The Subtle Knife is the second book in the His Dark Materials trilogy by Philip Pullman and continues the story begun in The Golden Compass. The series is considered young adult fantasy, although it certainly has some themes that would be better appreciated and understood by adult readers. While The Golden Compass was interesting and worth reading, I did not find it to be anything exceptional, although I probably would have been enthralled by it had I read it as a child. I thought The Subtle Knife was a more engaging, better written and plotted story than The Golden Compass and I look forward to reading the concluding volume of the series.
The Subtle Knife continues the story of Lyra and introduces a new character, a child named Will who befriends Lyra. The story actually begins with Will, which I found annoying at first since I wanted to know more about what happened to Lyra, particularly since the previous book had ended on a very promising note. However, I ended up really enjoying Will’s character and the development of his friendship with Lyra.
Will is a child from our world who has had to grow up quickly since his mother has issues with paranoia and obsessive compulsiveness. Afraid that his mother will be taken away from him if anyone finds out what she is really like, Will does not make friends and tries to protect her. When Will finds that some suspicious men have been asking questions at his home, he is forced to flee to another dimension. He finds the town he is in abandoned except for Lyra and Pantalaimon, who have also wandered into this world. At first, Lyra is terrified of Will since he has no daemon, but she soon realizes that he does have a daemon after all even though it is not visible.
Will and Lyra soon find the adults have fled the town they are currently in because of the Specters, an apparition that leaves adults still and lifeless. Children cannot see the Specters and the Specters do not bother children, so there are many children still in this town. Will ends up being chosen as the bearer of a knife the Specters fear. This knife has some unusual powers, but nobody, even the creators of the knife, know how powerful it is except for one man who must find the bearer of this knife to tell him what he must do.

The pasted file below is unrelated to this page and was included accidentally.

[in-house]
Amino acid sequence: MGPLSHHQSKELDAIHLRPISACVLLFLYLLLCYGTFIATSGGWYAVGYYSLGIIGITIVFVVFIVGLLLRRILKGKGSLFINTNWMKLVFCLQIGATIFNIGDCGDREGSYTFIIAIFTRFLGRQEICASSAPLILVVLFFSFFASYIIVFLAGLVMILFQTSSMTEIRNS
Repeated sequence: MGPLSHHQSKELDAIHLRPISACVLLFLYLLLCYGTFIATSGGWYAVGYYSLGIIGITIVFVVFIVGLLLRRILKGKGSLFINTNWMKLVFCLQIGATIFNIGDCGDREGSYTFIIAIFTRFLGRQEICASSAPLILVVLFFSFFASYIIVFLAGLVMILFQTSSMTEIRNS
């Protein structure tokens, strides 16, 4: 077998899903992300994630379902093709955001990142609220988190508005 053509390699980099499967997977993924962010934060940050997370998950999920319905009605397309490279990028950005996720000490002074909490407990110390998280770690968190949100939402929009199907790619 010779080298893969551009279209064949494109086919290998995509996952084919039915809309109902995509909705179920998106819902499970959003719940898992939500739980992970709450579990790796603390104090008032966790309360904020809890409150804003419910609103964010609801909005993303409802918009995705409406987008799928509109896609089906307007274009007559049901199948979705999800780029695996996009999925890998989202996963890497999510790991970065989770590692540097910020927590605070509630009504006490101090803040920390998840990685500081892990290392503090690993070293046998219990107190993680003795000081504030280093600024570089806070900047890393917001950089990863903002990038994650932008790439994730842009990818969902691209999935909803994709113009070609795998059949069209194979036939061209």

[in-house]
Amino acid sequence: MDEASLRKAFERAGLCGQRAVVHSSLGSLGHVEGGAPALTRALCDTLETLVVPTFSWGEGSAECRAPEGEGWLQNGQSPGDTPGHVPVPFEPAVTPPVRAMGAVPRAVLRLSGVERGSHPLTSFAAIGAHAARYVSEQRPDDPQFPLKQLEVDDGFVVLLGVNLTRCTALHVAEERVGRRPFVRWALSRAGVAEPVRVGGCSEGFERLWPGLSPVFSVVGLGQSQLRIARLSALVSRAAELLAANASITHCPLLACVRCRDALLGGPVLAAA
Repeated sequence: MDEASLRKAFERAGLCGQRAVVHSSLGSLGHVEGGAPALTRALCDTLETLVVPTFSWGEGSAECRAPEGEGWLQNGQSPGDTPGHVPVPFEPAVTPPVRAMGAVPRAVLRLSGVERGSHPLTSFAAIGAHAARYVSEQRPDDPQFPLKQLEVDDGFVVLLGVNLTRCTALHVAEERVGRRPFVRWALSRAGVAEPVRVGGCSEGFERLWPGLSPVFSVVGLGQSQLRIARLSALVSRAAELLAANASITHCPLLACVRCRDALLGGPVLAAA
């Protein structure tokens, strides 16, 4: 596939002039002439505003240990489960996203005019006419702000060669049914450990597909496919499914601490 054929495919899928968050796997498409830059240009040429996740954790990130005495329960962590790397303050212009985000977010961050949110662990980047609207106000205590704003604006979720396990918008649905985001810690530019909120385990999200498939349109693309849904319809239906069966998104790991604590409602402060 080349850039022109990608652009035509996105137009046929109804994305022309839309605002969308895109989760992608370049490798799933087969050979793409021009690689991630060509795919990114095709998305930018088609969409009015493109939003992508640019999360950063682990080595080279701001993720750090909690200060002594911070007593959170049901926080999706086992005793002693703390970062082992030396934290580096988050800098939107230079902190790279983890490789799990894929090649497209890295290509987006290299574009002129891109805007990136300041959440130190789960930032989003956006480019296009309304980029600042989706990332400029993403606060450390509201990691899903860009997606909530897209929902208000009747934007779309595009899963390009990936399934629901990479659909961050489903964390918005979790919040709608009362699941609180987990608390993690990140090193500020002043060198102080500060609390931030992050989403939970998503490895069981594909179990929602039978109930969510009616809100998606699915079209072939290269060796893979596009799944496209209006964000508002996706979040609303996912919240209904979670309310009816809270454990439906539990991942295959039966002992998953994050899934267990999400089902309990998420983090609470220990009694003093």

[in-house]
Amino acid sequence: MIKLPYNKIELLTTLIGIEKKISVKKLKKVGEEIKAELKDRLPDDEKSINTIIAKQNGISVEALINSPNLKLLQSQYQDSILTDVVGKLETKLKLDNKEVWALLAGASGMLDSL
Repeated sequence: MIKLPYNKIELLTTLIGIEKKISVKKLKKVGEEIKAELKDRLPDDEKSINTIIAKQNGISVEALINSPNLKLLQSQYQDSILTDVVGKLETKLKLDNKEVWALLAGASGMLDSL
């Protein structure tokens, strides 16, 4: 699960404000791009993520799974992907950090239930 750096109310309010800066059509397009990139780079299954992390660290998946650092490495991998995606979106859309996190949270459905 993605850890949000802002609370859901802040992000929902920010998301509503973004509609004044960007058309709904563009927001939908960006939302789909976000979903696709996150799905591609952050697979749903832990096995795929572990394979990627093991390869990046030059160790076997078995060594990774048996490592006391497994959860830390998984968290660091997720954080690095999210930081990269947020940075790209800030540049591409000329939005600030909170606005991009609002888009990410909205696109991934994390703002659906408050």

As is often the case with young adult books, this story is very plot-driven, although I felt it did a better job of developing the characters than the first book did. There was no great depth of characterization in this book, but the characters seemed less flat and there were a few key moments that brought out just what type of person they were. Characters tend to very clearly fall into a “good” or “evil” category, with one or two exceptions. I’ll be interested in seeing what Pullman does with some of these characters in the final volume of the trilogy.
This book was shorter than The Golden Compass, but I thought this was a good choice. The plot moved along very well with fewer words and I thought the pacing of the story was well done. There was rarely a dull moment; in fact, the only slow part I can recall was in the beginning when I was trying to figure out what this new guy Will was doing there.
The Christian religion is the backdrop for a lot of the mythology in the story and I think Pullman develops and expands on these religious themes in a very compelling way. Christians, particularly Catholics, may find some of these themes offensive. The Catholic Church is featured in these books in a rather unfavorable light (as is not uncommon with speculative fiction books).
The Subtle Knife is an entertaining, easy to read story containing some insight into religion and the differences between innocence and experience. It is a light book with some not-so-light themes, perfect for when you are in the mood for a book that is short and fun yet not complete fluff.